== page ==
In Bagahe, an overseas worker is implicated in a heinous crime – a baby was found in the trash of an airplane. The movie doesn’t really make a mystery out of it as it’s obvious right from the beginning what happened. What’s withheld from the audience is the reason why. As the story unravels as a procedural with the mother under investigation, the plot reveals tedious bureaucracy and intolerance.
As Mercy undergoes the legal process she is reduced to another case number. She’s passed on from one person to another who do what they need to do or what they think is the right thing to do, but never provide what she needs the most – mercy.
From the indifferent clinical doctor who jams an ultrasound probe during a medical exam to a senator who publicly reveals her story without asking for consent to a sensationalist media hungry for a story, she’s further victimized by circumstance. When she’s not judged by the general populace, she’s held responsible for her fate.
Angeli Bayani delivers a stellar and subtle performance here. The rest of the cast also did well, including the minor roles of women in the shelter.
While the movie is able to expose prejudice, Mercy’s own story and suffering take a backseat to the proceedings. If it weren’t for the stellar performance of Bayani, the movie wouldn’t resonate with its viewers.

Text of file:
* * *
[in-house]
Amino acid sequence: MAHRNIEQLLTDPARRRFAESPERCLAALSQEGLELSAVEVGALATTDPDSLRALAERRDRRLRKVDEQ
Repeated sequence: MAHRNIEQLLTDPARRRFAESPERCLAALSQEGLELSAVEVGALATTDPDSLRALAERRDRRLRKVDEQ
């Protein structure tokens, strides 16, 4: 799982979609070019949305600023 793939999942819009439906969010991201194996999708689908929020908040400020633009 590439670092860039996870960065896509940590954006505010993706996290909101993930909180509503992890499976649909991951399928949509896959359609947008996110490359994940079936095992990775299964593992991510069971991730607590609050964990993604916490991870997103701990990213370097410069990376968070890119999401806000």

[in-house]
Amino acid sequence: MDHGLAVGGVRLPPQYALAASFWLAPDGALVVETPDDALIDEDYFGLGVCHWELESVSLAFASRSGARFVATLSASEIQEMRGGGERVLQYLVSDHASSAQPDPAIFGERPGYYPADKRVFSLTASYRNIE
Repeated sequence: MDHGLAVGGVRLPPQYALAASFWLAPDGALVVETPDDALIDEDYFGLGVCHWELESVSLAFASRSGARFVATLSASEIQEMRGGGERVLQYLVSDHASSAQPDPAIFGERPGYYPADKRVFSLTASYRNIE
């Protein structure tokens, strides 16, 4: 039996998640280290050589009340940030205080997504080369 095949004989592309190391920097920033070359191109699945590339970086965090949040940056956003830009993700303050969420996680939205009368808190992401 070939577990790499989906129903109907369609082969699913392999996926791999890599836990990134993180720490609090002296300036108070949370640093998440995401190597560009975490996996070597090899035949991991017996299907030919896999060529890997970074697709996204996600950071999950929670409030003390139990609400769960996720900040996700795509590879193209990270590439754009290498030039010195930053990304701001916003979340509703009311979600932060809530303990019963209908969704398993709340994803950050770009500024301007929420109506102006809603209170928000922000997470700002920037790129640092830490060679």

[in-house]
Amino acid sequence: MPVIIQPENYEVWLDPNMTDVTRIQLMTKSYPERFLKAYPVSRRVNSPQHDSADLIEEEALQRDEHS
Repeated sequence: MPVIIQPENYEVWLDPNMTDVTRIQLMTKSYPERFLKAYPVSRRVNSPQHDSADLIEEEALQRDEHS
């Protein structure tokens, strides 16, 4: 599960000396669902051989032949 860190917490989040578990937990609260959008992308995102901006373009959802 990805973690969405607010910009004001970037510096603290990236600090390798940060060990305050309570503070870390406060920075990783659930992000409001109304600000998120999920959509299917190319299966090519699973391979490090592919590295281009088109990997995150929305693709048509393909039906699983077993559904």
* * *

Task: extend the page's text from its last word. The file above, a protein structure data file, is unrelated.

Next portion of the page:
In fairness, the movie’s main concern is the processes involved and behaviors that arise from its predicament. Mercy becomes a drop in the government bucket while her judgment has already been cast by the people who’ll never know her pain. The script touches on victim-blaming and self-serving compassion.
Bagahe is a simple and fittingly tedious story. It doesn’t really tell us anything new about a broken system and the Filipino’s propensity for snap judgments, but it deftly holds a mirror that reflects a frustrating truth in our society.
Bagahe (The Baggage)
Anchored by the performance of Angeli Bayani, Bagahe is a simple yet revealing story of how bureaucracy dehumanizes the people it's supposed to help.